Money and Funeral Etiquette

When a friend or family member passes away, people tend to want to help. This might mean bringing gifts of food, ordering funeral flowers, providing emotional support, hosting out-of-town guests, or even assisting with funeral plans. Depending on how close you are to the family, any and all of these can be appropriate gestures.

However, an outright gift of money or an offer to collect donations to help pay for the funeral might not be such a good idea. While there is no question that funeral costs are a strain to most  families, this is one step you should not take without first discussing it with the family.

Money is a Sensitive Issue

Even when faced with mounting funeral bills, it can be difficult for some families to accept monetary donations to help bury a loved one. Your generous offer could be seen as intrusive, as a way to put the focus on yourself, or even as offensive. And because emotions are already running high, giving offense can only add to the family’s stress level.

This is especially true if you are unsure what the current funeral arrangements are. Perhaps the deceased had a life insurance or funeral insurance policy you were not aware of. Maybe he or she was a veteran or received Social Security, and therefore has alternate payment avenues.

Money and Funeral Etiquette

If you would like to help out, the best course of action is to ask if you may write a check out to the family in lieu of the more traditional gift of funeral flowers. This gesture indicates that you intend to spend money on the deceased’s funeral in either case, and that they may choose if the money would be better spent on decorations for the funeral, or to help cover burial costs. There is no need to specify an amount—the gentle inquiry is enough. If they accept and indicate that the money is very much needed, you can then extend the request to perhaps start up a community fund on their behalf.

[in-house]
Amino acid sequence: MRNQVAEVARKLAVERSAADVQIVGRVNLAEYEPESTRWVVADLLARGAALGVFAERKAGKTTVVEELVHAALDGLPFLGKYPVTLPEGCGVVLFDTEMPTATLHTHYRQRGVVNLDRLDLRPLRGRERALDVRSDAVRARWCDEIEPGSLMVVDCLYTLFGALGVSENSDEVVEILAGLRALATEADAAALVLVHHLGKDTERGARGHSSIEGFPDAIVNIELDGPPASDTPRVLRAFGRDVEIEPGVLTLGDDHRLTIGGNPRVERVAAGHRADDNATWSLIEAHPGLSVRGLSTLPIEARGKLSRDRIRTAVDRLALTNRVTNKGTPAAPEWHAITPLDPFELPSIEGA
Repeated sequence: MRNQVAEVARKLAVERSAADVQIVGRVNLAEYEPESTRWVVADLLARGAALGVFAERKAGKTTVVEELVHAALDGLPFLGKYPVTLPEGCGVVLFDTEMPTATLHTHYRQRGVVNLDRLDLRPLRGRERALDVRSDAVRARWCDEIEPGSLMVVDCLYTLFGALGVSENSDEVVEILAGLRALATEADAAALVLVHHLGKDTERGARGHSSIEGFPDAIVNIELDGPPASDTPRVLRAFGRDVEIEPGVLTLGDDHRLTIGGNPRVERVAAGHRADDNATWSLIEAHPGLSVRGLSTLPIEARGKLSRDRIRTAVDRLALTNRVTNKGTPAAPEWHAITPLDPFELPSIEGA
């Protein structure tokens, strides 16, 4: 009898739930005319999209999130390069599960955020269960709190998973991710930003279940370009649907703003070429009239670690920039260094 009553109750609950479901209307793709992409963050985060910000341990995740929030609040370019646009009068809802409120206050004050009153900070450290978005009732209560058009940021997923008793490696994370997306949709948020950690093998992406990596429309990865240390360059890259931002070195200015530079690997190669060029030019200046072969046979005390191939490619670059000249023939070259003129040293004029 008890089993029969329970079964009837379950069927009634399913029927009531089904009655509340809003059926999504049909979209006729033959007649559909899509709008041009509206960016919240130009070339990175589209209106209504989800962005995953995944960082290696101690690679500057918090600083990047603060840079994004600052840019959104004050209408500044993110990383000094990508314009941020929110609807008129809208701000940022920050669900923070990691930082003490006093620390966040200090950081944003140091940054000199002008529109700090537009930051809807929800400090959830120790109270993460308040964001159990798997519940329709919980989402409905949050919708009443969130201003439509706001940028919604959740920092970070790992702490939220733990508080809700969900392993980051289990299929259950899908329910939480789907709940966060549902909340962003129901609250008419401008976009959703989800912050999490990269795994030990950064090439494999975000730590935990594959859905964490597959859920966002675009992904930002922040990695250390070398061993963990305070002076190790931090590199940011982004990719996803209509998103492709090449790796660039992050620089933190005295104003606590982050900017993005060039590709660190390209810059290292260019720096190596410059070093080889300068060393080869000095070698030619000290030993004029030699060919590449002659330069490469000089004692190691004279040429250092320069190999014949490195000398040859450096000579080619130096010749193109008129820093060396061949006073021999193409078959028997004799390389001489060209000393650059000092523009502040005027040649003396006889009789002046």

When You Give a Gift of Money

When you give money to a grieving family, it is important that you consider it a gift—no strings attached. Although you might want to check to make sure your funds are being used to pay for the funeral or in an otherwise fiscally responsible manner, it is considered bad etiquette to dictate the exact way the money is spent. The best course of action is to rest comfortable in the knowledge that you have done your part to ease the burden and then step away.

It is also important to note that your gift is in no way tax deductible—even if you give to a family donation fund or provide funds directly to the funeral. In terms of finances, this is considered a gift to an individual, nothing more.

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